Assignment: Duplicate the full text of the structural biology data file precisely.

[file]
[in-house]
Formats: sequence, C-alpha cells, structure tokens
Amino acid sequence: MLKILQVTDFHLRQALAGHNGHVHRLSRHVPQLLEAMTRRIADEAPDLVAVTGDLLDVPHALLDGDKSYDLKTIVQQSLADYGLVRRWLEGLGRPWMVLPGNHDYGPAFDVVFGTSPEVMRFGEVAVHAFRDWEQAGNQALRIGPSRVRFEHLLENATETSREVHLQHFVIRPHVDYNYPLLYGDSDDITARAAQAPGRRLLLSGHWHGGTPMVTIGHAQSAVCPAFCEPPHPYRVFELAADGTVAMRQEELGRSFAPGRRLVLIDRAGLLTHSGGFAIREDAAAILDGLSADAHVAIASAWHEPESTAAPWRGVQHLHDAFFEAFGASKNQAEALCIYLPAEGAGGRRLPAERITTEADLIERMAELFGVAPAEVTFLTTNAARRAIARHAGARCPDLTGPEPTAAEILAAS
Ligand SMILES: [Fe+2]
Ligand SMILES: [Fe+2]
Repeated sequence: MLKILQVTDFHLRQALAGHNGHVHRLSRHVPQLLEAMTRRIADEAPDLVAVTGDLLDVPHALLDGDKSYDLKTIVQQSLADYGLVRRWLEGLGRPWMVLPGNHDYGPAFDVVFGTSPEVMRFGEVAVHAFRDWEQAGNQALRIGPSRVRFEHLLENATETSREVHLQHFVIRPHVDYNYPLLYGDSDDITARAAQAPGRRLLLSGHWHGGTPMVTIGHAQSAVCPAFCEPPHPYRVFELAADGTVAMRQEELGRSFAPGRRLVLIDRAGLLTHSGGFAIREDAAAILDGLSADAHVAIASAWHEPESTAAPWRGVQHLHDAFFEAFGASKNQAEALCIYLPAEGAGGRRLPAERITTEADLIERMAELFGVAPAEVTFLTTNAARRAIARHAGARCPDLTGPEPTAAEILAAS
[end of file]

[in-house]
Formats: sequence, C-alpha cells, structure tokens
Amino acid sequence: MLKILQVTDFHLRQALAGHNGHVHRLSRHVPQLLEAMTRRIADEAPDLVAVTGDLLDVPHALLDGDKSYDLKTIVQQSLADYGLVRRWLEGLGRPWMVLPGNHDYGPAFDVVFGTSPEVMRFGEVAVHAFRDWEQAGNQALRIGPSRVRFEHLLENATETSREVHLQHFVIRPHVDYNYPLLYGDSDDITARAAQAPGRRLLLSGHWHGGTPMVTIGHAQSAVCPAFCEPPHPYRVFELAADGTVAMRQEELGRSFAPGRRLVLIDRAGLLTHSGGFAIREDAAAILDGLSADAHVAIASAWHEPESTAAPWRGVQHLHDAFFEAFGASKNQAEALCIYLPAEGAGGRRLPAERITTEADLIERMAELFGVAPAEVTFLTTNAARRAIARHAGARCPDLTGPEPTAAEILAAS
Ligand SMILES: [Fe+2]
Ligand SMILES: [Fe+2]
Repeated sequence: MLKILQVTDFHLRQALAGHNGHVHRLSRHVPQLLEAMTRRIADEAPDLVAVTGDLLDVPHALLDGDKSYDLKTIVQQSLADYGLVRRWLEGLGRPWMVLPGNHDYGPAFDVVFGTSPEVMRFGEVAVHAFRDWEQAGNQALRIGPSRVRFEHLLENATETSREVHLQHFVIRPHVDYNYPLLYGDSDDITARAAQAPGRRLLLSGHWHGGTPMVTIGHAQSAVCPAFCEPPHPYRVFELAADGTVAMRQEELGRSFAPGRRLVLIDRAGLLTHSGGFAIREDAAAILDGLSADAHVAIASAWHEPESTAAPWRGVQHLHDAFFEAFGASKNQAEALCIYLPAEGAGGRRLPAERITTEADLIERMAELFGVAPAEVTFLTTNAARRAIARHAGARCPDLTGPEPTAAEILAAS